The European Foundation for Management Development (EFMD) organized the second Higher Education Research Conference with the theme “Purpose, Performance and Impact of Higher Education Institutions and Business Schools”. The conference was hosted by Université Paris Dauphine on 23th and 24th of may. Like in the last year, the conference has been primarily concerned with business schools but gave space for more general topics of higher education research.
For the public, the corporate world is falling apart in ethical terms, with “each new scandal pointing to new levels of selfishness, greed and dishonesty in business” (Swanson & Frederick, 2003: 24, taken from the presentation of Volker Rundshagen). Consequentially, business schools are criticized and face problems of legitimacy in society.
In her critical plenary speech, Ellen Hazelkorn among other thoughts addresses the question of measuring “research quality” by assessing its practical relevance. Summarizing the conference, one major common belief is that the peer review system fails to generate and measure the relevance of (management) research. Hence, the “social trustee model”, where academics themselves define standards of research and teaching – Polanyi’s “Republic of Science” (1962) – is heavily attacked. The conventional mode of knowledge production within the academic community is challenged by new modes, more strongly interacting with the business world, governments and other social actors. Who is criticizing the trustee model must be aware of existing suggestions as well the potential pitfalls. Further conferences could address the problem of calling for more practical relevance more in depth and thereby more extensively reflect the developments in higher education and the impact of higher education as well as business schools. However, it has to be remembered that participants of the conference mainly come from business schools and that it has to be acknowledged that reflective critique from inside is rather a recent phenomenon.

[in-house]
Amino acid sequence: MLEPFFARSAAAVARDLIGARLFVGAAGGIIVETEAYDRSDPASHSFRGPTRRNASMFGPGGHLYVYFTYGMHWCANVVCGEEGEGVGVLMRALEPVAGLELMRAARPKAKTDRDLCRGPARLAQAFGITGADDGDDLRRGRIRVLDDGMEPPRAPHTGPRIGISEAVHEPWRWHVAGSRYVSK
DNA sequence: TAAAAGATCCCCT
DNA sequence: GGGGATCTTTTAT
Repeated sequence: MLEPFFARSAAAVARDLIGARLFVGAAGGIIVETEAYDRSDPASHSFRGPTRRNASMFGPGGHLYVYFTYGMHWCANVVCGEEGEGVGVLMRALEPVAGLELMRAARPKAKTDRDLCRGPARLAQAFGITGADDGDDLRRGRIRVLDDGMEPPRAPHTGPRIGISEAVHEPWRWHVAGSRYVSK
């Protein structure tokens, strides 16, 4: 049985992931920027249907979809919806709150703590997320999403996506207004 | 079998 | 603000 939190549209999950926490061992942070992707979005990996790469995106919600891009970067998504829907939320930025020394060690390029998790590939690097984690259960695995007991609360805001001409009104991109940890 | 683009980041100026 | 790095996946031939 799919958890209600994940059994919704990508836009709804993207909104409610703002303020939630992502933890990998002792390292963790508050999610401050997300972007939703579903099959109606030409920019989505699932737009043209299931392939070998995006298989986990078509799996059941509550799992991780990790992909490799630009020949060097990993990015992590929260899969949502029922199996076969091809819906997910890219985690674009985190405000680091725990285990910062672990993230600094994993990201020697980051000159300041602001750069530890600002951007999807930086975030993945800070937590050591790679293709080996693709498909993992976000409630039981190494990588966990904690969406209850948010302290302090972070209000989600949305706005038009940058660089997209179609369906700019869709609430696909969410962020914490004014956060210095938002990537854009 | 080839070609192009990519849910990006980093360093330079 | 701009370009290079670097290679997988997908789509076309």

Our research “Institutional Work and Organizational Transformation: A Case Study of a University Merger” presented by Ferdinand Wenzlaff was of particular interest. The community did not so much respond to our institutionalist theoretical framework and suggested transformational practices. But mergers of higher education institutions are a very relevant practical topic. Since there was another interesting comparative study of eight merger cases in Europe (by Boris Walbaum and Heye Scheftel) and participants interested in mergers, many practical questions have been asked. The discussion revealed, that mergers in higher education are an important growing research field as for Europe many mergers due to cost efficiency or strategic considerations are expected.